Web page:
The antiquities collected by the Diniacopoulos family have a long history in Quebec, from Vincent and Olga Diniacopoulos’ arrival in Montreal in 1951 with crates of artifacts to their subsequent acquisitions and exhibitions at several venues around the city; to the eventual deposition of a portion of their collection in the National Museum of Fine Arts of Quebec nearly a half-century later. The passing of Mrs. Diniacopoulos encouraged renewed interest in the collection, prompted in part by the family’s bequest of scholarship money to Concordia University, where their son, Denis, had long been a faculty member. This university, where the family’s archives are now housed, has been celebrating the legacy of the Diniacopoulos family and their relationship with Concordia through several academic projects focusing on their antiquities collection. In 2004, a collaborative effort between Concordia’s Office of the President, the Classics Section, and the Montreal Museum of Fine Arts produced a two-day conference and publication, edited by J.M. Fossey and J.E. Francis that presented various aspects of the Greek and Roman artifacts. In 2011, Concordia University published a similar volume highlighting the Diniacopoulos family’s Egyptian collection, edited by J.E. Francis and G.W.M. Harrison.
The artifacts in the Diniacopoulos collection represent only a portion of their original holdings, but they nonetheless show wide geographical and chronological spans. Material from ancient cultures of the central and western Mediterranean--Egypt and Syria to Greece, Italy, and Cyprus—date from the Late Bronze Age through the Late Roman period of the 3rd-4th centuries C.E. Artifact types include Greek vases and iconography, Greek, Roman, and Egyptian sculpture, Greek epigraphy, and the minor arts, such as terracotta figurines, small-scale bronzes, and glass.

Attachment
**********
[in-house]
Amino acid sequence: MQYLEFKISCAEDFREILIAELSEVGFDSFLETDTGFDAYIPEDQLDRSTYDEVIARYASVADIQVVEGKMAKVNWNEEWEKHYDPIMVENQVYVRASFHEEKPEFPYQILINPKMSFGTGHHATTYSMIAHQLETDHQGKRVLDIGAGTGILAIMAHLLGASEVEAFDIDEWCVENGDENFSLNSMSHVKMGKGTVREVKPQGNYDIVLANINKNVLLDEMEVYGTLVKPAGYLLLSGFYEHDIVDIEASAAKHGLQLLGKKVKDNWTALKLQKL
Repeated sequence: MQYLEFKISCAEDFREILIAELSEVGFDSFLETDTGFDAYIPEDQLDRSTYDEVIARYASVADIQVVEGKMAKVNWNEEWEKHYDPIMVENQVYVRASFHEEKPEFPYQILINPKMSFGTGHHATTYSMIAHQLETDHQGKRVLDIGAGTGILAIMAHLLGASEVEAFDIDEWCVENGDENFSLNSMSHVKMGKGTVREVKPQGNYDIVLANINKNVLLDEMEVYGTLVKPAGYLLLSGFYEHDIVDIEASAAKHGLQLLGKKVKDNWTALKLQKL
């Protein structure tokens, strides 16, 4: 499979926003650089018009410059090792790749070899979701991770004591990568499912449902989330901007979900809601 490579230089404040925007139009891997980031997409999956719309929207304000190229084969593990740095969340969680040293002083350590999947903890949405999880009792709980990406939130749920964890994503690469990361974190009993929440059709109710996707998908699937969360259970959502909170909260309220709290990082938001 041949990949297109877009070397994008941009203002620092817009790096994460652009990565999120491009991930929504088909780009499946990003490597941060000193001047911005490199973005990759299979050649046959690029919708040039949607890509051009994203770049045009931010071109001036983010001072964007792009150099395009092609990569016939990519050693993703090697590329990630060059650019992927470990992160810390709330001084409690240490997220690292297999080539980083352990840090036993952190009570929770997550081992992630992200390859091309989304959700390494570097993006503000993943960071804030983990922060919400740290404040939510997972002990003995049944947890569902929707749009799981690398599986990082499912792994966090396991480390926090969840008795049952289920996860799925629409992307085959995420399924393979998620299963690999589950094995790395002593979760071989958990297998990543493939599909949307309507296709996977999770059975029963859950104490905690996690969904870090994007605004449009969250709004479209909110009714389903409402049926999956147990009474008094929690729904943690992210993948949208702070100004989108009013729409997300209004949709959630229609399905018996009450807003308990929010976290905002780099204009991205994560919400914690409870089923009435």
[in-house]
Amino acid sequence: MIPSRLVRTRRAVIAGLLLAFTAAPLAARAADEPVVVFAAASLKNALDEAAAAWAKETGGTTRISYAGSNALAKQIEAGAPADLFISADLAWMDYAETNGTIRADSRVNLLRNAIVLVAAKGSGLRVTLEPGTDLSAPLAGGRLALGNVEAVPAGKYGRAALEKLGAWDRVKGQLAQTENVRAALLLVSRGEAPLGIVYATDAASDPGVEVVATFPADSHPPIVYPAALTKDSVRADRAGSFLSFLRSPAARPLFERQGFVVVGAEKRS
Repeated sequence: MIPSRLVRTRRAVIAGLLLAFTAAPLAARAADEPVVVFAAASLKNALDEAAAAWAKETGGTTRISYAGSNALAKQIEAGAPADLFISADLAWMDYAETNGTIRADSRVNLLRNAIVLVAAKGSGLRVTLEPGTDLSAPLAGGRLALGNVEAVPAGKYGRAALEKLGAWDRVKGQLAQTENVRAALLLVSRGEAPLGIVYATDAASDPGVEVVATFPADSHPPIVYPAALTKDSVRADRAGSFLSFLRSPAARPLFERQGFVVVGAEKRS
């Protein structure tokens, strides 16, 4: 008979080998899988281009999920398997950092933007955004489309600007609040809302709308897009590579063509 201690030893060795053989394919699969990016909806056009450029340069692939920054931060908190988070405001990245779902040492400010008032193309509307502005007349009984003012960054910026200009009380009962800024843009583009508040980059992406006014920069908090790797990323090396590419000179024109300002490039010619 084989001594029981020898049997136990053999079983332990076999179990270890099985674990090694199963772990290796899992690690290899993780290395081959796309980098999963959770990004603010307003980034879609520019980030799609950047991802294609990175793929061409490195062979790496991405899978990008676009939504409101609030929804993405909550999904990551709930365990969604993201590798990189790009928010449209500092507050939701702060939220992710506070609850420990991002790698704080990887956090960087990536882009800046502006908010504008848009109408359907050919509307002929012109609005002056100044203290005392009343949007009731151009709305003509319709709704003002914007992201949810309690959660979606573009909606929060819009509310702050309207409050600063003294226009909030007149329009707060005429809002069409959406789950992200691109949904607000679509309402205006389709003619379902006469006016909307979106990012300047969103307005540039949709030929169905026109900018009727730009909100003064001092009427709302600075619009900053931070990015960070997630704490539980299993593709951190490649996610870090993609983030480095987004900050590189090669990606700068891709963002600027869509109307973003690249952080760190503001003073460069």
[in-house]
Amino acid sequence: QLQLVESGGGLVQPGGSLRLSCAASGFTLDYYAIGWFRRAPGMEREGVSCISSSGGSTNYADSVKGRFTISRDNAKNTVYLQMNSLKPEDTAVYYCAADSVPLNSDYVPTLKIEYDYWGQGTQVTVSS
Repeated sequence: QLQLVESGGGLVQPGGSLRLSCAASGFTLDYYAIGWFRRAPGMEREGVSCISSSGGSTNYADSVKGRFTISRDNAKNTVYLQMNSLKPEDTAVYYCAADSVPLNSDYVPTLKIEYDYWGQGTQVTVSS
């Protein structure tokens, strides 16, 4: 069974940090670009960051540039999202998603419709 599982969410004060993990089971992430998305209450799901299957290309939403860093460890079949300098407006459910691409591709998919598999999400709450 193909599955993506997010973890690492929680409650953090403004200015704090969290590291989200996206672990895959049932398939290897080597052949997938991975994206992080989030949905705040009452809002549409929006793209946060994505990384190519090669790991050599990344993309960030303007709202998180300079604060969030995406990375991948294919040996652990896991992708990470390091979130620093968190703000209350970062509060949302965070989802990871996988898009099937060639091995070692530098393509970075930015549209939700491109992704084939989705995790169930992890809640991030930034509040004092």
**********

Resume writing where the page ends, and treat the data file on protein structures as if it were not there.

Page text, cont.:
The family owned an art gallery on Sherbrooke Street in Montreal, Ars Classica, and continued to buy and sell artifacts until the death of Vincent in 1967. Despite this venture, their antiquities collection was little known in Canada. An exhibition at the Seminaire de Valleyfield in 1954 represents a rare occasion when the public was able to view a selection of the objects.
The dispersal of the collection in Canada began in 1964, when the family sold a group of 74 Greek and Roman artifacts to the Affaires culturelles du Québec, which were long housed in the Musée national des beaux-arts du Québec, in Quebec City.
Towards the end of her life, Olga Diniacopoulos asked Concordia University to assist with the management of the antiquities collection, with a portion of the funds destined for student scholarships, in large part due to her son’s career at the University as a professor of Communication Studies. Some of the artifacts were acquired by Canadian institutions: statues from Thebes and a few Greek red-figure vases were acquired by the Royal Ontario Museum; and the Art Conservation program at Queen’s University acquired fragments of painted Greek pottery intended as teaching tools. The remainder of the collection was dispersed in the late 1990s through Sotheby’s (New York) and Fragments of Time (Boston).
The Greek and Roman artifacts from Quebec City were brought to Montreal (Musée des beaux-arts) in 2003 and published jointly by the Museum and Concordia University. Aspects of tthe extensive collection of Egyptian artifacts will be published by Concordia University in 2011. This website endeavours to present the entirety of the Diniacopoulos’ antiquities collection, including material published nowhere else.
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